• Defending judicial independence 

  • Safeguarding the free flow of information 

  • Strengthening access to justice for minorities. 

These issues were front and center at our December 8-9 Asia Pacific Justice Forum, which convened dozens of leaders from across the region and diverse sectors in Jakarta for two days of workshops, good practices presentations, and interactive panel discussions. The event assumed particular urgency in light of 2022 Index revelations that 71% of Asia Pacific countries are backsliding on rule of law. 

WORLD JUSTICE FORUM 2022 FORGES GLOBAL ACTION AGENDA

 

wjforum22

Ministers of justice from around the world, the United Nations Development Programme, and an international coalition of whistleblowers were among the many groups to advance major rule of law initiatives at the World Justice Forum 2022: Building More Just Communities (May 31-June 3). 

More than 1,200 attendees from 116 countries gathered in The Hague to collaborate and set the action agenda on the Forum’s three themes:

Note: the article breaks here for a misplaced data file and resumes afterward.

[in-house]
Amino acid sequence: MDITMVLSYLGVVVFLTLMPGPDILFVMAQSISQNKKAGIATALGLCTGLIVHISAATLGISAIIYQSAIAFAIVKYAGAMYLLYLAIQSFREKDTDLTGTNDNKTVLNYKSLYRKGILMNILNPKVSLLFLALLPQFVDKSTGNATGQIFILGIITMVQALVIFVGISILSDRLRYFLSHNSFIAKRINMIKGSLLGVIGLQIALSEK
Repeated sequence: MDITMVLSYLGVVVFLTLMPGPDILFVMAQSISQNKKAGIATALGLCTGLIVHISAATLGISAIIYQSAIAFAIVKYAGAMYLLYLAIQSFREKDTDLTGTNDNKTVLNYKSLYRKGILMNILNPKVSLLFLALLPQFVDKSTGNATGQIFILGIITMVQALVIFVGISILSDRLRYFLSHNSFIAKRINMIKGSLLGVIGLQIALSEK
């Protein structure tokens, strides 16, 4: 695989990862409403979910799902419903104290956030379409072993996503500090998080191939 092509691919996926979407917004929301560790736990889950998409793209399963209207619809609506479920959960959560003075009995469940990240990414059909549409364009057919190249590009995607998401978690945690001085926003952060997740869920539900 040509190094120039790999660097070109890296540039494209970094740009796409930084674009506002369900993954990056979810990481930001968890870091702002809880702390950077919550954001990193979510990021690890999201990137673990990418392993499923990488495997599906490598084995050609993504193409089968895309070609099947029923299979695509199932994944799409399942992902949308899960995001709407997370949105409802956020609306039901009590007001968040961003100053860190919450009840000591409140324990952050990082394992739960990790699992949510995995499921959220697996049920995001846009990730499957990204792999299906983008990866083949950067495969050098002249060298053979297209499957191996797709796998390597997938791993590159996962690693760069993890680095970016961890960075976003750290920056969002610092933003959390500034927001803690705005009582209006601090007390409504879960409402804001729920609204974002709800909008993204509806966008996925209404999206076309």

• Anti-corruption and open government 

  • Equal rights and non-discrimination 

  • Access to justice 

In the Forum’s final statement, WJP and its co-producing partners called upon leaders “to actively defend and advance universal principles of fair and accountable governance and fundamental rights” ahead of the 2023 Sustainable Development Goals Summit. 

SUPPORTING FRONTLINE RULE OF LAW ADVOCATES

frontline

At the Forum, 40 World Justice Challenge finalists and honorable mentions presented their groundbreaking rule of law projects from around the world, benefited from a week of networking and learning, and competed for $100,000 in prizes

“The Justice Expo was not a showcase of proposals, suggestions, or hypotheses,” wrote finalist Patrice Sutton of DC Justice Lab. “It was an inventors’ forum: a spectacular display of evidence that dramatic change and global healing are achievable through innovation.”  

In 2023, we plan to keep building and expanding the Challenge network of visionary grassroots changemakers, who together can accelerate their impact globally.